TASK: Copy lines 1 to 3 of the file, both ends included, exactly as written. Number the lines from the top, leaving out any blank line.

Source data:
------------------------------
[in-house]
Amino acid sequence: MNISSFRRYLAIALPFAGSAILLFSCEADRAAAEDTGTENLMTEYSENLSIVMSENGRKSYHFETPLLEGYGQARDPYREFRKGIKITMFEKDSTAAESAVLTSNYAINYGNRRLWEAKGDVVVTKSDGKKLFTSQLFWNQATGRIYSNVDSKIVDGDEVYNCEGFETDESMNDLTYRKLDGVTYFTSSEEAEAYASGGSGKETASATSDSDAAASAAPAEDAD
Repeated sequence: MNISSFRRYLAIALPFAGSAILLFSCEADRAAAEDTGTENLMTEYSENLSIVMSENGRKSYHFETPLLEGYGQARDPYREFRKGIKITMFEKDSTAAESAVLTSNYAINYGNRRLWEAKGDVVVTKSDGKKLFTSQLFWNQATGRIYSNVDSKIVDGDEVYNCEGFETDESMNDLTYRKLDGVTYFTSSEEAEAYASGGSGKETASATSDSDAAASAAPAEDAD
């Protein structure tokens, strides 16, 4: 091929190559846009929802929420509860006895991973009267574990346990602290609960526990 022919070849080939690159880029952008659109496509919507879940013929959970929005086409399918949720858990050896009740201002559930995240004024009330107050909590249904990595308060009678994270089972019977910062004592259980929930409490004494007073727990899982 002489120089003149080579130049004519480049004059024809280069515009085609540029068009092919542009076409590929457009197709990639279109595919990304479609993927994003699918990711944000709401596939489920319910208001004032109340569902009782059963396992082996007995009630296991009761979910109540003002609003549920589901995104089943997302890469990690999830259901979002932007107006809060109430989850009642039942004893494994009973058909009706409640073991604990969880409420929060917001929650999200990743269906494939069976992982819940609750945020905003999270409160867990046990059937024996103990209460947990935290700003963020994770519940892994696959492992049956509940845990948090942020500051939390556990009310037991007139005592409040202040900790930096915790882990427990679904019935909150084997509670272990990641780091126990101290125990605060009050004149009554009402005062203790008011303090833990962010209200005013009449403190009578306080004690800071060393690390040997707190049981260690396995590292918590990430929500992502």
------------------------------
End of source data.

[in-house]
Amino acid sequence: MNISSFRRYLAIALPFAGSAILLFSCEADRAAAEDTGTENLMTEYSENLSIVMSENGRKSYHFETPLLEGYGQARDPYREFRKGIKITMFEKDSTAAESAVLTSNYAINYGNRRLWEAKGDVVVTKSDGKKLFTSQLFWNQATGRIYSNVDSKIVDGDEVYNCEGFETDESMNDLTYRKLDGVTYFTSSEEAEAYASGGSGKETASATSDSDAAASAAPAEDAD
Repeated sequence: MNISSFRRYLAIALPFAGSAILLFSCEADRAAAEDTGTENLMTEYSENLSIVMSENGRKSYHFETPLLEGYGQARDPYREFRKGIKITMFEKDSTAAESAVLTSNYAINYGNRRLWEAKGDVVVTKSDGKKLFTSQLFWNQATGRIYSNVDSKIVDGDEVYNCEGFETDESMNDLTYRKLDGVTYFTSSEEAEAYASGGSGKETASATSDSDAAASAAPAEDAD